University of Iowa News Release
Oct. 20, 2004
Photo: Surgeon's view when using the da Vinci Surgical System
Baby Is World's Smallest Patient To Receive Robotic Surgery
Only one month old when he made medical history, Mason Allen continues to recover at Children's Hospital at University of Iowa Hospitals and Clinics in Iowa City.
John Meehan, M.D., a pediatric surgeon with Children's Hospital of Iowa, recently used the da Vinci robotic surgical system to treat Mason. The infant is the smallest patient in the world reported to ever receive surgery using robotic technology.
The surgical team led by Meehan performed a Nissen fundoplication and gastrostomy tube placement on the 5.7-pound baby boy on Sept. 17. Surgeons completed the operation using three incisions that were one-fifth of an inch long and one incision that measured only one-eighth of an inch.
"The operation went smoothly and Mason is doing very well," said Meehan, who also is an assistant professor (clinical) in the UI Roy J. and Lucille A. Carver College of Medicine. During a Nissen fundoplication, surgeons wrap the top part of the stomach -- called the fundus -- around the esophagus. This helps prevent food from escaping the stomach back up the esophagus.
"This is a great opportunity for our family to thank all of the hospital staff for being professional, personable and caring people," said Chad Allen, Mason's father, of North English, Iowa. "We realize how fortunate we are to live so close to such a wonderful health care facility."
Specialists say their ability to conduct the procedure was largely due to the availability of a new five-millimeter camera system funded by Children's Miracle Network and a 5-millimeter, 30-degree camera donated by Intuitive Surgical.
"I want to thank Children's Miracle Network and Intuitive Surgical for their efforts in helping us provide the benefits of minimally invasive surgery to small infants and children," Meehan said.
"We would also like to thank everyone who has donated to Children's Miracle Network," said Shelley Allen, Mason's mother. "The network purchased medical instruments that allowed Mason a smooth and less painful recovery. We hope everyone realizes the importance of such donations."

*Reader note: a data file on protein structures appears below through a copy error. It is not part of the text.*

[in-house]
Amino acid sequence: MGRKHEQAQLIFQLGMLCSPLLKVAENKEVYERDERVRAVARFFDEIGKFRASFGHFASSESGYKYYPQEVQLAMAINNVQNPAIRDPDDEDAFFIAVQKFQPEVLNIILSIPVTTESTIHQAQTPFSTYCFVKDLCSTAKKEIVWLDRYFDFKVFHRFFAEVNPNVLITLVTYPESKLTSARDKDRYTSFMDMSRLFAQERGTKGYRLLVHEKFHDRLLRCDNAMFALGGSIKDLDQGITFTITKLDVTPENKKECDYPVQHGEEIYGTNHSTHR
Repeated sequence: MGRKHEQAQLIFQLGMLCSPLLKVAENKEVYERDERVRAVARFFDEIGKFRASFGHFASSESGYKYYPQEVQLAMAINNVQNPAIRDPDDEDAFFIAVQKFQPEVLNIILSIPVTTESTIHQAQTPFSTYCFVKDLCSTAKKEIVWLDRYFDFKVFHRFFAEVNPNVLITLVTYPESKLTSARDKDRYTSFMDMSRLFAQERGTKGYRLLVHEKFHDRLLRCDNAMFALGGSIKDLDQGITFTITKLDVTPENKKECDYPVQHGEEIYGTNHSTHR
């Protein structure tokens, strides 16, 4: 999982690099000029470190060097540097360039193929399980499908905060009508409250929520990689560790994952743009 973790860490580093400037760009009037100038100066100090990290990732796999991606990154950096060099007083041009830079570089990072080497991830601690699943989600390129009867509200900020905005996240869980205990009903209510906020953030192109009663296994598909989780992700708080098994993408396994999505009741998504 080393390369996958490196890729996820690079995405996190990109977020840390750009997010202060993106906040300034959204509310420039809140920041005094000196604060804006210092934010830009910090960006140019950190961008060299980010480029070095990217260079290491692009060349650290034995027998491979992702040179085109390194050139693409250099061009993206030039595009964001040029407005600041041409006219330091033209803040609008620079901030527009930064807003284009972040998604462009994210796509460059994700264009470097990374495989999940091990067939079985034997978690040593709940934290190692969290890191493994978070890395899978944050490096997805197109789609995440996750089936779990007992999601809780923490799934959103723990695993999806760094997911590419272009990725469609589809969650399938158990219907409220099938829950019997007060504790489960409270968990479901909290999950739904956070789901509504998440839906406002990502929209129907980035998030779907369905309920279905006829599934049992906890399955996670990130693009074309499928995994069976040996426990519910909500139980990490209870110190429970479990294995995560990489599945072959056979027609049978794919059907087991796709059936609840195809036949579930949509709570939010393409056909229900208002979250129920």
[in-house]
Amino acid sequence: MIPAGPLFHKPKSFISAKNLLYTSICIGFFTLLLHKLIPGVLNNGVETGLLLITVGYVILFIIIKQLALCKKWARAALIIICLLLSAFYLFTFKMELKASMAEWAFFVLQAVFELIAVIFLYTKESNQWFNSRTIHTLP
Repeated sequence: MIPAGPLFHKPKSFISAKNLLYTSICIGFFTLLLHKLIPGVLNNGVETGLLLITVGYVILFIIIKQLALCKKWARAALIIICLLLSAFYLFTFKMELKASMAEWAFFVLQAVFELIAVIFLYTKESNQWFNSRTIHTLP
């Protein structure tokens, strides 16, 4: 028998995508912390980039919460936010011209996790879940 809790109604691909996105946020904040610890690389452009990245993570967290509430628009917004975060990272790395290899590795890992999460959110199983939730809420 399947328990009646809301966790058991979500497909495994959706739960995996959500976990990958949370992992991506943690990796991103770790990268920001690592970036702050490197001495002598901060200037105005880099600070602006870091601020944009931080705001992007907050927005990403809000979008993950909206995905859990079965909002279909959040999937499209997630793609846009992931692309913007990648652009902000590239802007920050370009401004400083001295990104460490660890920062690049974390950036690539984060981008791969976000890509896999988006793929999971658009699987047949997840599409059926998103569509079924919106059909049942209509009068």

The da Vinci robot is a complex instrument that allows a surgeon to perform minimally invasive surgery. After establishing access into the body cavity, the physician sits at a computer console that offers a three-dimensional view of the area to be treated with magnification up to 12 times that of normal vision. The surgeon uses special hand controls to manipulate long, narrow, specially hinged surgical instruments that are inserted through the small incisions in the patient.
The complex instruments can be used in hard-to-reach areas and turned in ways that would be impossible with normal wrist dexterity. Altogether, these advantages allow the surgeon to work on a smaller scale and more precisely than standard laparoscopic surgery and even traditional open surgery. Information about the system can be viewed online at www.uihealthcare.com/daVinci.
The device currently is approved for use in surgeries in the abdomen, pelvis and chest. In addition, UI Hospitals and Clinics was the first medical center in Iowa to use the da Vinci system to repair a mitral valve in the heart and to perform urological procedures such as radical prostatectomy for removing a cancerous prostate and pyeloplasty for obstructed kidneys.
Children's Hospital of Iowa at UI Hospitals and Clinics in Iowa City is the state's longest-serving children's hospital. More than 130,000 children receive care at Children's Hospital of Iowa and its network of clinics across the state each year.
Children's Miracle Network is an international non-profit organization dedicated to helping children by raising funds and awareness for 170 children's hospitals throughout North America. Each year this network of premier facilities treat more than 14 million children suffering with all types of afflictions.
Children's Miracle Network partners with 135 radio stations and 200 television stations to help support critically ill and injured children. Since it inception in 1983, Children's Miracle Network has raised more than $2 billion for children's hospitals.
University of Iowa Health Care describes the partnership between the UI Roy J. and Lucille A. Carver College of Medicine and UI Hospitals and Clinics and the patient care, medical education and research programs and services they provide. Visit UI Health Care online at http://www.uihealthcare.com.
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